A further form of volunteering is referred to as “volunteers for a day”, and includes corporate volunteers who will work at Expo for a one-time, five-hour day. Students from Progetto Scuola (The School Project) will act as guides for their peers through the pavilions. Screening of candidates for all of these positions are managed by the Centri di Servizio per il Volontariato (Volunteering Service Centres) which will train the selected volunteers. The plans laid out by Expo organizers have included the hiring of 640 workers on temporary contracts and 195 interns at a monthly pay of 516 Euro. More than 300 of these short- term positions have prioritized workers who are either unemployed or receiving social assistance.
In all likelihood, at the end of the exhibition, these individuals will return to a state of precarity, hoping for a call to work at a festival or some other event generated by the virtually bottomless reservoir of immaterial labour in the city of Milan. One of the most disturbing aspects of the working arrangements at Expo is the creation of a two-tier system dividing temporary workers and volunteers: on one side there are the short- term contractors, the apprentices, and the interns, who will obtain certifications with titles such as “event manager”, “big event specialist”, or “big event technician and manager”.
On the other side are the vast majority of volunteers, who work for free and must demonstrate an appreciation of Expo’s “values”, namely, “feeding the world” and “ensuring quality, healthy, just and sustainable nutrition”—values that are widely shared, to be sure. In short, Expo 2015 demands of its over 10,000 volunteers an (mostly) unpaid commitment in exchange for some visibility and a chance to showcase their talents and broaden their relational networks, all in the hopes of another internship, a short-term contract or perhaps even a job down the road.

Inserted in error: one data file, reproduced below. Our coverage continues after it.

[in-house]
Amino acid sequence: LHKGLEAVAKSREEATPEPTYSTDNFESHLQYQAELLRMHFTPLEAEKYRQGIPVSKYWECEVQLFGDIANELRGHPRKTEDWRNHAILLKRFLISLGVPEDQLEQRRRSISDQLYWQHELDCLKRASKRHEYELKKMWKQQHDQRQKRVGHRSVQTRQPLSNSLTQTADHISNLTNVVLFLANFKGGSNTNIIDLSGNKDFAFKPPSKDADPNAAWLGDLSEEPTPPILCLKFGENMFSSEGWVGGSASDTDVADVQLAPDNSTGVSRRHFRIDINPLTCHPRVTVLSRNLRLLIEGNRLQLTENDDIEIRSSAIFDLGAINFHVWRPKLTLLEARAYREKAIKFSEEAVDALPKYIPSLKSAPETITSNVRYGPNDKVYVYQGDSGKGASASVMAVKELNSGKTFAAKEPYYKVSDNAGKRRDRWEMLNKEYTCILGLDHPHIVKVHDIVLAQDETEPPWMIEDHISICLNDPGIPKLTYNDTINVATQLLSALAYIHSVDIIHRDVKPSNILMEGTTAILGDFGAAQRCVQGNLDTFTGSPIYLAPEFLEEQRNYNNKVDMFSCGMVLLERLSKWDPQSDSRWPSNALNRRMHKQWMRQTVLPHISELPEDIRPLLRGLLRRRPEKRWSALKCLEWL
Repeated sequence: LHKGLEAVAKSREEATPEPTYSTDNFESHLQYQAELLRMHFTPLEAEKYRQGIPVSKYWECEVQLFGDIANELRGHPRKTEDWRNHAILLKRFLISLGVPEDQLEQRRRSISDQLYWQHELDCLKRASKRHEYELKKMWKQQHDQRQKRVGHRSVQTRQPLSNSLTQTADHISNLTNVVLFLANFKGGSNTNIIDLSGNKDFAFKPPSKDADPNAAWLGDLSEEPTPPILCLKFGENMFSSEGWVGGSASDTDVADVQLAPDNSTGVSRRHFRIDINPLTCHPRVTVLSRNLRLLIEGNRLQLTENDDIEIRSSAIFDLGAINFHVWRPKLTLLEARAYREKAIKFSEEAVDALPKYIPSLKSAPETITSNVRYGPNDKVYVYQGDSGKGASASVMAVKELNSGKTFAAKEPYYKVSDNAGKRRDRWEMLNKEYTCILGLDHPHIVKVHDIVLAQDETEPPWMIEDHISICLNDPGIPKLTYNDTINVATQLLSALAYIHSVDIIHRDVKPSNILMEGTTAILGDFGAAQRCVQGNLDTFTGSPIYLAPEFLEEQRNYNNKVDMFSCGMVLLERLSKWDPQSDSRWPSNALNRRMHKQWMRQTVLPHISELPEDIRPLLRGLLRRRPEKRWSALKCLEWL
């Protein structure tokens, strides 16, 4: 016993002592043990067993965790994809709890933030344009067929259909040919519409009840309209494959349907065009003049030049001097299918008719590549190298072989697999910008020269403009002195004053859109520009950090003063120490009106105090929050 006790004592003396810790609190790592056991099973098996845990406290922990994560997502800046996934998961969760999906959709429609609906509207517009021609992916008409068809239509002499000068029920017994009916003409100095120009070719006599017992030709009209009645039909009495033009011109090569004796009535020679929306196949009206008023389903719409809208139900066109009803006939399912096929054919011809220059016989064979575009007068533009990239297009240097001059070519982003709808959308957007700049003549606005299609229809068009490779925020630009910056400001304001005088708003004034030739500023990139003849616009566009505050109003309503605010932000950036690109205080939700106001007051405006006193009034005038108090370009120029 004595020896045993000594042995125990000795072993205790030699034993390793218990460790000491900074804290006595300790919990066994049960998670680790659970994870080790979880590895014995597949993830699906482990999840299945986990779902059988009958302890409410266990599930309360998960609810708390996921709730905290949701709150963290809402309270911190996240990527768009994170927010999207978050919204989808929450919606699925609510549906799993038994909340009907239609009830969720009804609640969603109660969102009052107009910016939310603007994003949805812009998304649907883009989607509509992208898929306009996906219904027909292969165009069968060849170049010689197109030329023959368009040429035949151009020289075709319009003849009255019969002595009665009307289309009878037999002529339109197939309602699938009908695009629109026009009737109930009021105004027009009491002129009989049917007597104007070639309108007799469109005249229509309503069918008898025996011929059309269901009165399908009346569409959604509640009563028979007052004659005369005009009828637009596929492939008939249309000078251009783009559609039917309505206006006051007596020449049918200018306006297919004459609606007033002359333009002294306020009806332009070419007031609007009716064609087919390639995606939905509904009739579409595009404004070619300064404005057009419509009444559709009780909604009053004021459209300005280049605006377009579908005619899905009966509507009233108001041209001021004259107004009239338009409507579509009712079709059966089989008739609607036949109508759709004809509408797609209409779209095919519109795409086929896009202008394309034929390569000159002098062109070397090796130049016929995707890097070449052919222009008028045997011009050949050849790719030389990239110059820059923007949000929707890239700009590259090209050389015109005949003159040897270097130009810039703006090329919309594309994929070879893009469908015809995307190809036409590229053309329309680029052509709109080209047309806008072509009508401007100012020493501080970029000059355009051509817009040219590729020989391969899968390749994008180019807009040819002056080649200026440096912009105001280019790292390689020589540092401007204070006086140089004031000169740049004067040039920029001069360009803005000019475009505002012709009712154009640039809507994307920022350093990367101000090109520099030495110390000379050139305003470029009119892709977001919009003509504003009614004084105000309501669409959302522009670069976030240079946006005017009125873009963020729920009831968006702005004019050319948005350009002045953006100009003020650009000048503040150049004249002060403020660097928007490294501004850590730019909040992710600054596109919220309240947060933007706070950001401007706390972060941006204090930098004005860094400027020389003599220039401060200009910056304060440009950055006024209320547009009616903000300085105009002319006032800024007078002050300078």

3. The Political Economy of Visibility
The volunteers, interns, and temporary workers at Expo 2015 share a single destiny: a re- volving-door scenario in which they will move between jobs in the formal and informal economy, between unemployment and apprenticeships, between precarious jobs and working for free. With the approval of the confederal trade unions, the Milan Expo has thus become a crucial first step toward the institutionalization of underpaid and free labour in Italy. By relying on a network of volunteering agencies and non-profits, this system puts precarious workers and volunteers in competition and harvests their hopes with the justification that “it’s better than nothing.” In other words, better to work for free than to be unemployed.
By participating in Expo, by working shifts of six hours a day for six months, these young people will acquire the most coveted commodity in circulation in the era of financialized capitalism: visibility, or, the possibility to show themselves off and prove their existence in this world, hoping that one day this existence will come to have some value in the market. Whether real or only promised, this visibility is most certainly not a commodity: in actual fact, Expo volunteers will receive no money in exchange for their efforts. Technically, theirs is nei- ther a job contract nor can it be considered job training. Volunteers’ presence around the pavilions is purely performative.
Both Expo organizers and the confederal unions encourage the volunteers’ participation as a form of ethical engagement. This engagement, one reads in the agreement endorsed and signed by the unions and Expo Ltd., has to be offered exclu- sively “with the goal of actively participating, as a gesture of solidarity and pluralism” (Expo 2015 et al. 2013). “Ethics” here is a key concept in the neoliberal management of labour. The individual is asked to subscribe directly and without mediation to the goals and values imposed from above by the private company or by the state. Participation must be spontaneous, disinterested, and voluntary. That is, the individual has to demonstrate maximum availability and a commitment to the ethics and values of the market, as well as to the principles of the social economy, in this case the “green economy” in particular.